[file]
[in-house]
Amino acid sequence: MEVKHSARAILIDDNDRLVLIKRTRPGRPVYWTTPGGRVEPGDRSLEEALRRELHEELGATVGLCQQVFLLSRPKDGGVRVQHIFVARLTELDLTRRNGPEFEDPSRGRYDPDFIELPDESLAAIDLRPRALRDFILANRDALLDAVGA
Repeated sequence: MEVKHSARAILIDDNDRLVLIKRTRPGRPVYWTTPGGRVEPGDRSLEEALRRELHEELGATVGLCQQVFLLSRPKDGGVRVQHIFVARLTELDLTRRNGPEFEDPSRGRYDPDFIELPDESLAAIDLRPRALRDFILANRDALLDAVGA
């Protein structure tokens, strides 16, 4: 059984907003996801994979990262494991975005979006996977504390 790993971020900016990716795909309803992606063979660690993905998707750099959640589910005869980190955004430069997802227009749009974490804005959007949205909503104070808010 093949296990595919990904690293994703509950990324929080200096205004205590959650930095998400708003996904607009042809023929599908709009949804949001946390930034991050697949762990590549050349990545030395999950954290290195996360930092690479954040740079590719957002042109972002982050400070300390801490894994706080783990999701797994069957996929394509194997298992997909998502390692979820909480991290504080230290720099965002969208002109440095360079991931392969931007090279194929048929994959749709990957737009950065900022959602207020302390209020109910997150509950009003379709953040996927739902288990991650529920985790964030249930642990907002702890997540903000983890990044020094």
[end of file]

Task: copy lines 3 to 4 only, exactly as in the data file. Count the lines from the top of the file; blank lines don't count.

Repeated sequence: MEVKHSARAILIDDNDRLVLIKRTRPGRPVYWTTPGGRVEPGDRSLEEALRRELHEELGATVGLCQQVFLLSRPKDGGVRVQHIFVARLTELDLTRRNGPEFEDPSRGRYDPDFIELPDESLAAIDLRPRALRDFILANRDALLDAVGA
């Protein structure tokens, strides 16, 4: 059984907003996801994979990262494991975005979006996977504390 790993971020900016990716795909309803992606063979660690993905998707750099959640589910005869980190955004430069997802227009749009974490804005959007949205909503104070808010 093949296990595919990904690293994703509950990324929080200096205004205590959650930095998400708003996904607009042809023929599908709009949804949001946390930034991050697949762990590549050349990545030395999950954290290195996360930092690479954040740079590719957002042109972002982050400070300390801490894994706080783990999701797994069957996929394509194997298992997909998502390692979820909480991290504080230290720099965002969208002109440095360079991931392969931007090279194929048929994959749709990957737009950065900022959602207020302390209020109910997150509950009003379709953040996927739902288990991650529920985790964030249930642990907002702890997540903000983890990044020094």